VV was driven to develop the product from demand from the financial and shipowning sectors.

How ground breaking do you think this is in terms of the benefits it offers to interested parties?
VesselsValue is providing an unpresidented level of transparency into the tanker and bulker trades. Understanding the underlying demand trends for different vessels types is a fundamental question for investors, lenders and owners. Also, at the operations level, companies need intelligence on evolution of trades routes, what their competitors or peers are doing and also metrics on their own, rival and benchmark fleet performance. VV Trade gives them real-time and historical information and analytics to allow them to answer these questions

Which are your targeted clients?

Everybody in the shipping industry will be interested in this data as it opens up all vessel activities to everyone. In real time, you can now monitor supply and demand based on actual voyages.

How is this data compiled?

Each day VesselsValue receives 1.5GB of AIS data in a continual stream from satellites. The signal is cleaned up by the ten-strong AIS team in the research office on the Isle of Wight. The development office based in Stoke then run the data through logic engines that further examine and convert the data into vessel voyage information. On a daily basis, the database behind VV TRADE handles over 100 Gigabytes of data on tanker and bulker journeys which can be displayed for single vessels or aggregated at the company, country or sector level. Downloads in Excel are availble as well as auto generated emails to the user which can be ‘called’ at anytime, even if you’re logged into the actual application.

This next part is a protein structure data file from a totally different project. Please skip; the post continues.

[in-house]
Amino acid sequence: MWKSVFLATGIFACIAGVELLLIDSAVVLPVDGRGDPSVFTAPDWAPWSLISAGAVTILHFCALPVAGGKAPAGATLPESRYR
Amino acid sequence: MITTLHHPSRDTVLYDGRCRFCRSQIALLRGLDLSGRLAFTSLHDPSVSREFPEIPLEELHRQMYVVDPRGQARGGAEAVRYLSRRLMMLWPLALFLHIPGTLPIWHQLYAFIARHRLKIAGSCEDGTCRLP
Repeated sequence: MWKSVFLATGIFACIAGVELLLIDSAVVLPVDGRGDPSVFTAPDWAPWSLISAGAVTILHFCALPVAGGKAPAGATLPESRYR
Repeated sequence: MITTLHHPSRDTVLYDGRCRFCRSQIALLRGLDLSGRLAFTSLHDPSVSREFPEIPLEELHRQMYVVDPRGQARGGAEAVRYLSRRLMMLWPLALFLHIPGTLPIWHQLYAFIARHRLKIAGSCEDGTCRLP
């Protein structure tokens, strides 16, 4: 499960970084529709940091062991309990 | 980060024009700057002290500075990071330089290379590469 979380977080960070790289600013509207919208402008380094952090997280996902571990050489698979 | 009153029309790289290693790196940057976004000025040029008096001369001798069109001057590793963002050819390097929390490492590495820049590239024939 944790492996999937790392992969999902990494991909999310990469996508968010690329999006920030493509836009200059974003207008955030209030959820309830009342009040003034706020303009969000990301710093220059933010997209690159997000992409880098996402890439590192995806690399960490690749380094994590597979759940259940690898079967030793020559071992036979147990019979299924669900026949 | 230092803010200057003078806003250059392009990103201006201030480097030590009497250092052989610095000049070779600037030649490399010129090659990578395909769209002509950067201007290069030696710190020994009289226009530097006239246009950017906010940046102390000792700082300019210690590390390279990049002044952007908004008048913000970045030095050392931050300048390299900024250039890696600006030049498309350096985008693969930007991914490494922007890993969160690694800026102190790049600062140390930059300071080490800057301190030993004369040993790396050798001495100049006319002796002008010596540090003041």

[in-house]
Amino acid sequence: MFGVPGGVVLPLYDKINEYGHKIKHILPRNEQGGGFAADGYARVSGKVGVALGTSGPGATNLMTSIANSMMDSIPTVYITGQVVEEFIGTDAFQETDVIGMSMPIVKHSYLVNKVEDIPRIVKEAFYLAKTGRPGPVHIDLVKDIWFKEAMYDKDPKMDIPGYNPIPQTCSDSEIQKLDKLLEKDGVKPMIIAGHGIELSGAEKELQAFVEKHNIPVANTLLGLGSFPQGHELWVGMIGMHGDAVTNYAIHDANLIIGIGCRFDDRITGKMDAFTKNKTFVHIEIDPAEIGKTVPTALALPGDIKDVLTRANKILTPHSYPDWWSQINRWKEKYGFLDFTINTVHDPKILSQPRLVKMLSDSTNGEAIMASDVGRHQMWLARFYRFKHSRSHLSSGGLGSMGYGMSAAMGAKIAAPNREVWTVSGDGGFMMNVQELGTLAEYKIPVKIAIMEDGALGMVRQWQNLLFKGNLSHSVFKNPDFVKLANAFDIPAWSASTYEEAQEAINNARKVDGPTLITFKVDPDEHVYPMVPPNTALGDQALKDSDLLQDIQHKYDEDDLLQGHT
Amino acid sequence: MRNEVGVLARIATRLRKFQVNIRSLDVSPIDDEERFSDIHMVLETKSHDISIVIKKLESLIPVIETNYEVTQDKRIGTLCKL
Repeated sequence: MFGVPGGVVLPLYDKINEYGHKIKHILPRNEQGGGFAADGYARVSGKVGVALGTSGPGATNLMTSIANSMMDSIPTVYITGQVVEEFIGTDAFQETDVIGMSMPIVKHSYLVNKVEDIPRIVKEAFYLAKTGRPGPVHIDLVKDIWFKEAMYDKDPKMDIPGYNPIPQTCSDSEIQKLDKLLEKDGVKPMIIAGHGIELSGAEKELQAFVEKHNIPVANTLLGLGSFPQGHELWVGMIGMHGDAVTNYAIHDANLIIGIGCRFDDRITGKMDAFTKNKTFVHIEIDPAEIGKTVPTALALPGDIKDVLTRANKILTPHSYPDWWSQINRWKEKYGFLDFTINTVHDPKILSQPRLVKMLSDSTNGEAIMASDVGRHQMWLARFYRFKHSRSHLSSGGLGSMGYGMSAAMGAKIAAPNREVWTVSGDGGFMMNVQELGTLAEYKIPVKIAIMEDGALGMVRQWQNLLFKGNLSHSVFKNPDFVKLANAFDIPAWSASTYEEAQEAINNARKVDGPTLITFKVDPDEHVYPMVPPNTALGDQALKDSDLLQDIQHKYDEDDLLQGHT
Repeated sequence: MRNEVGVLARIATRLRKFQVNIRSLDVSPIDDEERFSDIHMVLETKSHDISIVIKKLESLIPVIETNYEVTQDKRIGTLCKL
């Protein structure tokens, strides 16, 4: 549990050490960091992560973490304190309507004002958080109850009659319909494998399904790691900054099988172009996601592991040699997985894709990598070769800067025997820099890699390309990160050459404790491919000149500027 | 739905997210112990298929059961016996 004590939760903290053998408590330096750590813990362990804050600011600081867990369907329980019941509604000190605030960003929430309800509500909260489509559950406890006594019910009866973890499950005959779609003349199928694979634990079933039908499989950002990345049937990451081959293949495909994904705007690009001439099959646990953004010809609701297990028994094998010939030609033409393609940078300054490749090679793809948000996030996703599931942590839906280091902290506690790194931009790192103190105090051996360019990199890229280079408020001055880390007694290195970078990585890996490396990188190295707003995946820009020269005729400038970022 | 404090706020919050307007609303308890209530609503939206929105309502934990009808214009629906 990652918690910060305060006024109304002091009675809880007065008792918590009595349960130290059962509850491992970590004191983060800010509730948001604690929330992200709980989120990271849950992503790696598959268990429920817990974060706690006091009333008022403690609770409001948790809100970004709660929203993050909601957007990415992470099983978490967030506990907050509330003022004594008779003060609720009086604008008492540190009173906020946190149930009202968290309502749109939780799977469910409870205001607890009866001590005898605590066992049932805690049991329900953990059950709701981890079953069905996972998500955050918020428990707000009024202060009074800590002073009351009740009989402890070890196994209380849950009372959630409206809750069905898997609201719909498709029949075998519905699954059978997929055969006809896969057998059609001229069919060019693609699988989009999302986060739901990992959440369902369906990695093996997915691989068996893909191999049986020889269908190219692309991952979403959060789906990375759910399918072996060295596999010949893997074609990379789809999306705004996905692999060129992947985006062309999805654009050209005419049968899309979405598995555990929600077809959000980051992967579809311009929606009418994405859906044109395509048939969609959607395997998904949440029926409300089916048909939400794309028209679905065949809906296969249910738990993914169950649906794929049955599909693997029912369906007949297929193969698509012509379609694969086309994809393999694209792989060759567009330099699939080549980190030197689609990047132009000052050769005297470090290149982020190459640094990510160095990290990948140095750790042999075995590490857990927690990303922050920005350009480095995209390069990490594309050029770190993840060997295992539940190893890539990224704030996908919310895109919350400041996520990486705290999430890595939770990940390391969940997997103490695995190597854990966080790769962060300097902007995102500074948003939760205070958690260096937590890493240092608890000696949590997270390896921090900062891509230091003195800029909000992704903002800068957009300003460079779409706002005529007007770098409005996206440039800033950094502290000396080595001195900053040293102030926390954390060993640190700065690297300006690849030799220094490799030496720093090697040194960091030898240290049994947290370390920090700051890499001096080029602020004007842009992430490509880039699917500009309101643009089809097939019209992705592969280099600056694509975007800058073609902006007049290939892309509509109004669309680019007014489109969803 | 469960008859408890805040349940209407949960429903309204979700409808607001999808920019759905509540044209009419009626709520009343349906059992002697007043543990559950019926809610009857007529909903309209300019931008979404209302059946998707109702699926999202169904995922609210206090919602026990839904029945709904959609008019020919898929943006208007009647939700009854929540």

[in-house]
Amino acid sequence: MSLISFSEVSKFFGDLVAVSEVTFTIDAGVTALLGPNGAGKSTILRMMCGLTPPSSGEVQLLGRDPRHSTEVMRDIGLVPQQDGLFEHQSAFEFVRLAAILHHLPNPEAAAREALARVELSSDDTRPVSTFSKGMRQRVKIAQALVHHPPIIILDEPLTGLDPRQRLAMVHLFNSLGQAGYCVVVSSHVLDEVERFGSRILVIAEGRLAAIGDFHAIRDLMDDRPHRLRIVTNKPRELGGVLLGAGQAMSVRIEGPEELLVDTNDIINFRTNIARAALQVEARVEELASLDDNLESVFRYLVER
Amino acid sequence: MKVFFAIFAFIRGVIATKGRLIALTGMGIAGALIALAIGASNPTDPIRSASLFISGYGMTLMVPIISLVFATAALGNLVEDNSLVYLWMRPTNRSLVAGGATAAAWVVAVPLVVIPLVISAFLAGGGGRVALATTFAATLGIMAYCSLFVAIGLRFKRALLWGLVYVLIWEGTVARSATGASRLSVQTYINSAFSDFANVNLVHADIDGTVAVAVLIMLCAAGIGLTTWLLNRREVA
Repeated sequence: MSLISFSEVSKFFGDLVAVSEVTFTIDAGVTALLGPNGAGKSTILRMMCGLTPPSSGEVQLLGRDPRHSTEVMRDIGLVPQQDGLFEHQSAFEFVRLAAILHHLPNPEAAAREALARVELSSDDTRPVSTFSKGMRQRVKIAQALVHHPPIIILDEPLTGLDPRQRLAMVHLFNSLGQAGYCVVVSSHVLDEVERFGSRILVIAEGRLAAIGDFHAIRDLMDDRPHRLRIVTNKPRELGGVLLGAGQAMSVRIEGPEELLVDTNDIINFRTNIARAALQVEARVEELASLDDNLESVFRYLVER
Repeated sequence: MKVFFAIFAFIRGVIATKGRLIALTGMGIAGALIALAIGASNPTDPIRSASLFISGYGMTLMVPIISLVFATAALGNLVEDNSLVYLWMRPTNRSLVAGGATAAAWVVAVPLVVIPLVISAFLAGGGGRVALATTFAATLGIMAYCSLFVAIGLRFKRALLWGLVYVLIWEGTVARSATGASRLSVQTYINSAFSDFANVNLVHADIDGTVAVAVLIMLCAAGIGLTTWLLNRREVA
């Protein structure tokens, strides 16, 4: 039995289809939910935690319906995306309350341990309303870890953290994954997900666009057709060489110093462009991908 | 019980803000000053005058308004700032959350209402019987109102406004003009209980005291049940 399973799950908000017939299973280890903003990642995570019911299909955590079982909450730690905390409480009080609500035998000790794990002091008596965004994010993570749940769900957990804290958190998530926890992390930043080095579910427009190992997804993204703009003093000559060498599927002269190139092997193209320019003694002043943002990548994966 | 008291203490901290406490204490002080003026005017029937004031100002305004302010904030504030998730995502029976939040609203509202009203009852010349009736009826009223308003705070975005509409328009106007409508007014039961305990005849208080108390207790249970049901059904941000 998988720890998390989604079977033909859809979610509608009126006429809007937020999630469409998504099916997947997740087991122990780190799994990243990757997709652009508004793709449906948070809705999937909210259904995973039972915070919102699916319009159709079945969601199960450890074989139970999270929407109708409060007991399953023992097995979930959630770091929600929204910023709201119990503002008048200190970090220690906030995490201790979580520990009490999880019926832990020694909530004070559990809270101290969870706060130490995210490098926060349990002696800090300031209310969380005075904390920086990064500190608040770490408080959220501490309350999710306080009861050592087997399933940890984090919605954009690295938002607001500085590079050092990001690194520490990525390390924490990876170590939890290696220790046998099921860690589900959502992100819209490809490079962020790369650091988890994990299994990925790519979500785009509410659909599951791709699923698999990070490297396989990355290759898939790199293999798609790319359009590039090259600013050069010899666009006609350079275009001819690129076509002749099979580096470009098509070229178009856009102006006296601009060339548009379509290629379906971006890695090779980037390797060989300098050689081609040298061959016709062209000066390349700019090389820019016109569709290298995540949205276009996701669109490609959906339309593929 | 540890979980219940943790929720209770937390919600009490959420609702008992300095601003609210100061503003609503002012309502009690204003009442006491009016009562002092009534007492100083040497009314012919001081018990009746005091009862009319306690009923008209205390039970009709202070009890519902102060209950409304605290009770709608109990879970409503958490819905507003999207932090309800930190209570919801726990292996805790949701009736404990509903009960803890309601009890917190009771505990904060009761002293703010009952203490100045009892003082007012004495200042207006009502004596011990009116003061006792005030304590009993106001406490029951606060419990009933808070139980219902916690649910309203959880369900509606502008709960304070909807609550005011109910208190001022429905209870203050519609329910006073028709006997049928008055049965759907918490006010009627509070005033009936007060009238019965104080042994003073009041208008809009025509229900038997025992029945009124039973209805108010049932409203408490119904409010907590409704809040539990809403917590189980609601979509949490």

How accurate and up to date is it?

As the data is compiled daily, clients can check the average speeds of vessels travelling specific routes as recently as yesterday.

Traditionally Ton Mile Demand is calculated through customs quarterly export and import data provided months after the quarter has ended, and focuses on the total tonnage of the global fleet.

VesselsValue’s Ton Mile Demand is based on a unique algorithm that works out if a bulker or tanker is laden. It then uses real time AIS data to calculate the exact nautical miles the laden vessels have travelled. From this VV can then calculate the total number of laden ton miles for the global fleet, to provide real time figures for Ton Mile Demand.

What’s the cost for interested clients?

VV only charges clients for what they are interested in using. Therefore existing clients can add on the parts of VV Trade which most interests them for as little as £3,000 per year.

Which are the main trends you’re witnessing through the analysis of this data?

At the end of last year (2016), various brokers’ reports remarked on the surge in Capesize demand in October and November. The graphic below shows the monthly ton mile demand (as a % of the year) for Capesize vessels between Brazil and China. As the graphic reveals, Capesize demand between Brazil and China is distinctly seasonal, with a surge in trade in the autumn, followed by a fall in demand shortly before the Chinese New Year (February / March).

Nikos Roussanoglou, Hellenic Shipping News Worldwide